If there’s one thing the Oscars love more than a pretty person transforming him or herself for a tear-jerking biopic, it’s a good narrative. 2009’s ceremony offered up one of the more striking narratives in recent memory: James Cameron’s visual effects marvel Avatar was head-to-head with the low-budget, low-grossing gritty war drama The Hurt Locker, directed by Kathryn Bigelow. That Cameron also happened to be Bigelow’s ex-husband only added to this dramatic narrative, pitting the two films and filmmakers against each other in a battle for Oscar glory. Ultimately The Hurt Locker won out, as did Bigelow, making history as the first (and only) woman ever to win the Best Director prize.
Cameron had been characteristically candid in the lead up to the awards ceremony, stating that he was OK losing Best Director to Bigelow, but that Avatar deserved the Best Picture prize. The film lost, and Cameron had to make-do with Best Cinematography, Best Visual Effects, and Best Art Direction Oscars plus $2.7 billion worldwide.
Since that time Cameron has been busy writing and developing four more Avatar sequels, but he recently took time out to discuss his National Geographic documentary Atlantis Rising with The Daily Beast. The conversation turned to the Oscars, and the candid Cameron offered his thoughts on why the Academy fails to recognize big blockbuster movies:
“There have been a few times throughout the history of the Oscars where a wildly popular film was well-received, but your typical year the Academy takes the position of: ‘It is our patrician duty to tell the great unwashed what they should be watching,’ and they don’t reward the films that people really want to see—that they’re paying money to go see—and they’re telling them, ‘Yeah, you think you like that, but what you should be liking is this.’ And as long as the Academy sees that as their duty, don’t expect high ratings. Expect a good show, and do that duty, but don’t whine about your ratings. Titanic was a very unusual case. I’m not saying it’s a better film than films before or after, or it was necessarily a better year in general, but it was a film that made a boatload of money and got a lot of nominations. The next time we see that, we’ll see ratings go up. It’s that simple.”
Indeed, Oscar producers and ABC have been trying for years to drive more viewers to the show. It began when The Dark Knight famously missed out on a Best Picture nomination thanks to Harvey Weinstein strong-arming The Reader in there at the last minute. In 2009—the year Avatar was nominated—the Academy expanded its Best Picture category to up to 10 nominees, hoping this would result in a mix of arthouse and blockbuster fare. It worked that first year, with Up and District 9 also scoring nominations, but since then the category has only included a couple of commercial hits here and there (Toy Story 3, Django Unchained, Gravity). Even then, the kinds of commercial films that landed Best Picture nominations were still pretty much in the Academy’s wheelhouse.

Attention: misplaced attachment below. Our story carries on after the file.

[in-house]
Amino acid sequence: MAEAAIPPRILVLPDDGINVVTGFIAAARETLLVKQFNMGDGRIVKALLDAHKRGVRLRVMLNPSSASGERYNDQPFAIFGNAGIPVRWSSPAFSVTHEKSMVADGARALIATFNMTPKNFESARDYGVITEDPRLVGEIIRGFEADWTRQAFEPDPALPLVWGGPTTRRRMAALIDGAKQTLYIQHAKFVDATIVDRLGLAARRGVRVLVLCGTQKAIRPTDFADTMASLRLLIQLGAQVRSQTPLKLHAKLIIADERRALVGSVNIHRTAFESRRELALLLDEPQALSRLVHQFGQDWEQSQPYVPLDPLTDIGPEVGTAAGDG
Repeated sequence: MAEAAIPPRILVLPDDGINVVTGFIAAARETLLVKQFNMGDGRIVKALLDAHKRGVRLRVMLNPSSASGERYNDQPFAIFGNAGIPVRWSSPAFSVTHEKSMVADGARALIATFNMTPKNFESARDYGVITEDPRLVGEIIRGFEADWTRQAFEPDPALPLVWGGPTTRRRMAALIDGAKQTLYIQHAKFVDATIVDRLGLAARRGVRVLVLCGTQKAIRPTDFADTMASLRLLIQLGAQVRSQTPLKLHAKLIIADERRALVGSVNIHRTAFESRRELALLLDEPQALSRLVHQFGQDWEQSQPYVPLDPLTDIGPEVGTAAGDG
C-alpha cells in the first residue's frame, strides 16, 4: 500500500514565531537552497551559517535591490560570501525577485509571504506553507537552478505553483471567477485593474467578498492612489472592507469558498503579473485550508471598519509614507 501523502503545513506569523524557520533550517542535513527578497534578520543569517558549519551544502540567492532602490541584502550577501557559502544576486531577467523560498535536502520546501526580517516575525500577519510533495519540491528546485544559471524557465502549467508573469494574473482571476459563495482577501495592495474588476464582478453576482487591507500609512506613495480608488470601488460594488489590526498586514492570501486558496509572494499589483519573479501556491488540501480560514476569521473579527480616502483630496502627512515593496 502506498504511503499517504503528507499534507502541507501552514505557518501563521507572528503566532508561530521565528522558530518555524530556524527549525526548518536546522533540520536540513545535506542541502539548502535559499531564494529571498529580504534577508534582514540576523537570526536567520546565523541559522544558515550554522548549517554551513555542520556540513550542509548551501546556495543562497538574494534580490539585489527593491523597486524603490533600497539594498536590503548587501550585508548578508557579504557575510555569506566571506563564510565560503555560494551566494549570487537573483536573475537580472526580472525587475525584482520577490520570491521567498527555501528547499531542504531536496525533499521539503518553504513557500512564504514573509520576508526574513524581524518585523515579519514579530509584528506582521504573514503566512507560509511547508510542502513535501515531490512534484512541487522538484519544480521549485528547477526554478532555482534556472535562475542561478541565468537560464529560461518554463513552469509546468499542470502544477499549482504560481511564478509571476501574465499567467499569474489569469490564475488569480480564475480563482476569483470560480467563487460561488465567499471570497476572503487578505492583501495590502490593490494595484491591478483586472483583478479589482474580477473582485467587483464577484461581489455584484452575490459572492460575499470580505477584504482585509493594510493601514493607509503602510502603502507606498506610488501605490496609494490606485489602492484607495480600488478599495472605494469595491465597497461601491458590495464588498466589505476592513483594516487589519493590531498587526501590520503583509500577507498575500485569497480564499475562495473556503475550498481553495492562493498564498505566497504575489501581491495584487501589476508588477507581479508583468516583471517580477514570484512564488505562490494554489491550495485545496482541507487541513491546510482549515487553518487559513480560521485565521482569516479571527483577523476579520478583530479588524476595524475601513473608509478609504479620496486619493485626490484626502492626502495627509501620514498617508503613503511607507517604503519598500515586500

But Cameron goes one further, saying there’s a bias within the Academy against technologically inclined films:
“There’s definitely a bias. The Academy still has a majority of its members that are actors. Look, I love actors, but that’s how they think—they’re generally skeptical of technology. So when they see a film that’s too dependent on visual effects, they say, oh, that’s not an acting movie. Well Titanic was a visual effects movie in sheep’s clothing, you know? Yes, it had visual effects, but it was about the people and about the story. The visual effects were eclipsed by that. But if you do a movie like Avatar, the effects are right out front, and even though I felt the acting was just as good, and the story we were telling was just as good, they’re not going to reward it the same way. That’s just a fact of life. I had made a decision way before Titanic that I wasn’t going to serve two masters: I was going to put my visual cinema first. Even though I’ve spent an awful lot of time on scripts and on performance, I still love doing big, visual cinema. I doubt I’ll even get nominated again, but if I did, I’m probably going to lose to a Woody Allen movie. That’s the nature of it. So you don’t try to serve two masters.”
Related: 2018 Oscar Winners